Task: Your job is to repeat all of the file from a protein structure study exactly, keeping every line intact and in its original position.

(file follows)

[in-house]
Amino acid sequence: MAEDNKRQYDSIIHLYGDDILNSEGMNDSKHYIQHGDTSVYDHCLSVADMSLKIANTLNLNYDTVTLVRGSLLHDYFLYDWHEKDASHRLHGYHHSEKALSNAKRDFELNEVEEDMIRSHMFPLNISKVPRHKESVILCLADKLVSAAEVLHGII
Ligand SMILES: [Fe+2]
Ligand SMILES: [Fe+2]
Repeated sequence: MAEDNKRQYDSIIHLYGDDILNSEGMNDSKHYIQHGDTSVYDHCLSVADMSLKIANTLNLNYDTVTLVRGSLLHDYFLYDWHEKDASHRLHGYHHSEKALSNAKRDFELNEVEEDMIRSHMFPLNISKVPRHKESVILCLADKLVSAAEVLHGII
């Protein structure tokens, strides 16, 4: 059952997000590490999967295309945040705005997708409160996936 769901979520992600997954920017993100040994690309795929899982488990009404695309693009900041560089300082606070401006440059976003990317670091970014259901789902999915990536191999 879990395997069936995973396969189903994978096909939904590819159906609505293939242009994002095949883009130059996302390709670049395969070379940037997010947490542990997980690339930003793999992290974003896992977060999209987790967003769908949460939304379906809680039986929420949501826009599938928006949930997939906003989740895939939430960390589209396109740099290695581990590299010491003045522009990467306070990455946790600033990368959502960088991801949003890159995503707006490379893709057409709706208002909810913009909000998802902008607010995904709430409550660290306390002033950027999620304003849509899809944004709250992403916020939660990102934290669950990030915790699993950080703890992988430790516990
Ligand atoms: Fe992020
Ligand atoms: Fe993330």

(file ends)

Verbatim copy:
[in-house]
Amino acid sequence: MAEDNKRQYDSIIHLYGDDILNSEGMNDSKHYIQHGDTSVYDHCLSVADMSLKIANTLNLNYDTVTLVRGSLLHDYFLYDWHEKDASHRLHGYHHSEKALSNAKRDFELNEVEEDMIRSHMFPLNISKVPRHKESVILCLADKLVSAAEVLHGII
Ligand SMILES: [Fe+2]
Ligand SMILES: [Fe+2]
Repeated sequence: MAEDNKRQYDSIIHLYGDDILNSEGMNDSKHYIQHGDTSVYDHCLSVADMSLKIANTLNLNYDTVTLVRGSLLHDYFLYDWHEKDASHRLHGYHHSEKALSNAKRDFELNEVEEDMIRSHMFPLNISKVPRHKESVILCLADKLVSAAEVLHGII
């Protein structure tokens, strides 16, 4: 059952997000590490999967295309945040705005997708409160996936 769901979520992600997954920017993100040994690309795929899982488990009404695309693009900041560089300082606070401006440059976003990317670091970014259901789902999915990536191999 879990395997069936995973396969189903994978096909939904590819159906609505293939242009994002095949883009130059996302390709670049395969070379940037997010947490542990997980690339930003793999992290974003896992977060999209987790967003769908949460939304379906809680039986929420949501826009599938928006949930997939906003989740895939939430960390589209396109740099290695581990590299010491003045522009990467306070990455946790600033990368959502960088991801949003890159995503707006490379893709057409709706208002909810913009909000998802902008607010995904709430409550660290306390002033950027999620304003849509899809944004709250992403916020939660990102934290669950990030915790699993950080703890992988430790516990
Ligand atoms: Fe992020
Ligand atoms: Fe993330």